Fuller’s Mill – a review by Helen Seal

November 6, 2015

in Garden Reviews, Reviews

Garden reviews at their best raise interesting questions which take their interest beyond the immediate garden being reviewed.

For me this review by Helen Seal had me wondering about that critical second visit – how much does it change our initial reactions?

And – yes, the Roy Strong effect: how much does it affect our perception of a garden if we fall in love a little with a charming owner? Never mind if you get tea and cake. (see also Darryl Moore’s review of Plas Metaxu)

Anne Wareham, editor

portrait Anne Wareham copyright Charles Hawes

 

 

 

 

 

 

Helen Seal:

Fuller’s Mill is an exceptionally good garden. In April little marred the pleasure of discovering a well planted, choice collection of plants in a setting of wood and wetland. So I returned five months later to see if I was still delighted. I was – but recognised that in the first flush of excitement I’d overlooked a few minor niggles.

It is essentially a private garden shared with the public for just three hours on three afternoons a week from April to September. Immediately it feels more intimate and personal than the more visited gardens run by institutions. It’s like Beth Chatto’s some decades ago without the people and the nursery. I felt a privileged visitor to Bernard Tickner’s outdoor home, a feeling strengthened by actually being welcomed by him in the small tearoom at the entrance. Anne Wareham calls this the Roy Strong effect.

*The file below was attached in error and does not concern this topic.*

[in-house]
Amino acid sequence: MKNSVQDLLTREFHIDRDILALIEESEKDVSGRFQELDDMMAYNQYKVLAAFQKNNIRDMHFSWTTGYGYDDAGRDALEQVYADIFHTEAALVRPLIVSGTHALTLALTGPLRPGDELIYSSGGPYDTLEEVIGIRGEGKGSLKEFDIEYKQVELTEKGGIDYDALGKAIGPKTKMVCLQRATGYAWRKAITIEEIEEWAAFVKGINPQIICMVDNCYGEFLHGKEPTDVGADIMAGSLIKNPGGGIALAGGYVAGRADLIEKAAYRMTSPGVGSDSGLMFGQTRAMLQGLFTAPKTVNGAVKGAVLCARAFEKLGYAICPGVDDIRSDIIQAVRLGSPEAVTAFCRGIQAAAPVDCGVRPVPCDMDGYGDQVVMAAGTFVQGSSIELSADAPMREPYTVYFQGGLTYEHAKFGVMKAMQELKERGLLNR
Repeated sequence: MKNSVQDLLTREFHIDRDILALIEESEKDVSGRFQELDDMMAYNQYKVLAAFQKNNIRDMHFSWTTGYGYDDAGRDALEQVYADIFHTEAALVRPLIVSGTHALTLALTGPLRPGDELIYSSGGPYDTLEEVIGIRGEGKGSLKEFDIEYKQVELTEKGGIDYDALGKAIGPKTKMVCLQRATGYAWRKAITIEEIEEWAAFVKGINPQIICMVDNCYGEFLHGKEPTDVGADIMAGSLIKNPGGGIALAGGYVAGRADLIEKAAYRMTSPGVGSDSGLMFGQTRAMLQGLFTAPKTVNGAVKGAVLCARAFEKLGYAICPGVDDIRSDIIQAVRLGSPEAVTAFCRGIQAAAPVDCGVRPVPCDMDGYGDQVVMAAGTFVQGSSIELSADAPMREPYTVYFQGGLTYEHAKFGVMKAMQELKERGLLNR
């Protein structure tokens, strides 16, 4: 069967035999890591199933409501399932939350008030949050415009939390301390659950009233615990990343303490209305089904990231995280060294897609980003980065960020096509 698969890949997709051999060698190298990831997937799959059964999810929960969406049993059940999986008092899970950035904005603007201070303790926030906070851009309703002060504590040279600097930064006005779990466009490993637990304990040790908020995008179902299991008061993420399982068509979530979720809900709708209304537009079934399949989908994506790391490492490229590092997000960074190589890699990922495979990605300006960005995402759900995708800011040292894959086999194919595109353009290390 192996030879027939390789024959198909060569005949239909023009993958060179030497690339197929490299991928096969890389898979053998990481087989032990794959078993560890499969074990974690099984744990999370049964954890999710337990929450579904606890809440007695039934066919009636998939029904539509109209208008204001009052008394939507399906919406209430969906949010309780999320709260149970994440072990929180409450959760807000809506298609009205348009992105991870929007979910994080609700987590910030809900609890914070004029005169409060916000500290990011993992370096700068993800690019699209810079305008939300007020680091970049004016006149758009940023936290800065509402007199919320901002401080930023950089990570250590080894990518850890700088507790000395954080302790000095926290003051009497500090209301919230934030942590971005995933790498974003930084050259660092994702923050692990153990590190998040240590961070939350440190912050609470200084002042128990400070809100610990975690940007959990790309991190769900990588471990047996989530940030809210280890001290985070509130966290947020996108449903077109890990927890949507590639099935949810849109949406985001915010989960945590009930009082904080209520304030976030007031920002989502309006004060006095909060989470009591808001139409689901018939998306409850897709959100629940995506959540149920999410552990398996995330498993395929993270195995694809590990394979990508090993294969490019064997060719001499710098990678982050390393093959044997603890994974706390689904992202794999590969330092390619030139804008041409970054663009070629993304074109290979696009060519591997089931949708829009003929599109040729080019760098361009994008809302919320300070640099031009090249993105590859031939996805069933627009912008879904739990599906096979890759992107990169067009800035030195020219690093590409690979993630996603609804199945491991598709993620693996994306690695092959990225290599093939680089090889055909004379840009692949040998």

Copyright Nicola Rotton www.bloom-and-blossom.co.uk

Bernard Tickner charms his visitors

Now ninety and with failing eyesight, he thoroughly enjoys meeting keen gardeners and talking plants with them. He even joined us for part of our visit, remembering from whom he’d obtained plants, laughing at his past follies, and leading us to plants he thought would be of interest – and they were.

And this is why it’s difficult to separate out the visitor experience and the quality of the garden. Things like a genuine warm welcome, excellent tea and cake and even a useful garden leaflet all make for a happy visit and this colours the critical analysis. I wonder if perhaps I saw the garden as if with his partial eyes, influenced by his affection for his favourite plants. When I come across less common plants which I happen to recognise, I feel a mixture of surprise and satisfaction. When I come across some I don’t recognise, I feel curiosity and excitement. So I am predisposed to be delighted by a garden with a plenty of both, particularly if they are well placed and grown.

The garden is a modern period piece, second half of twentieth century style – flowing beds separated by grass paths, high canopy sheltering spaced shrubs with carpet understory. No garden rooms, no formal straight lines, symmetry or topiary, no prairie or meadow planting, no play with tender perennials or bedding.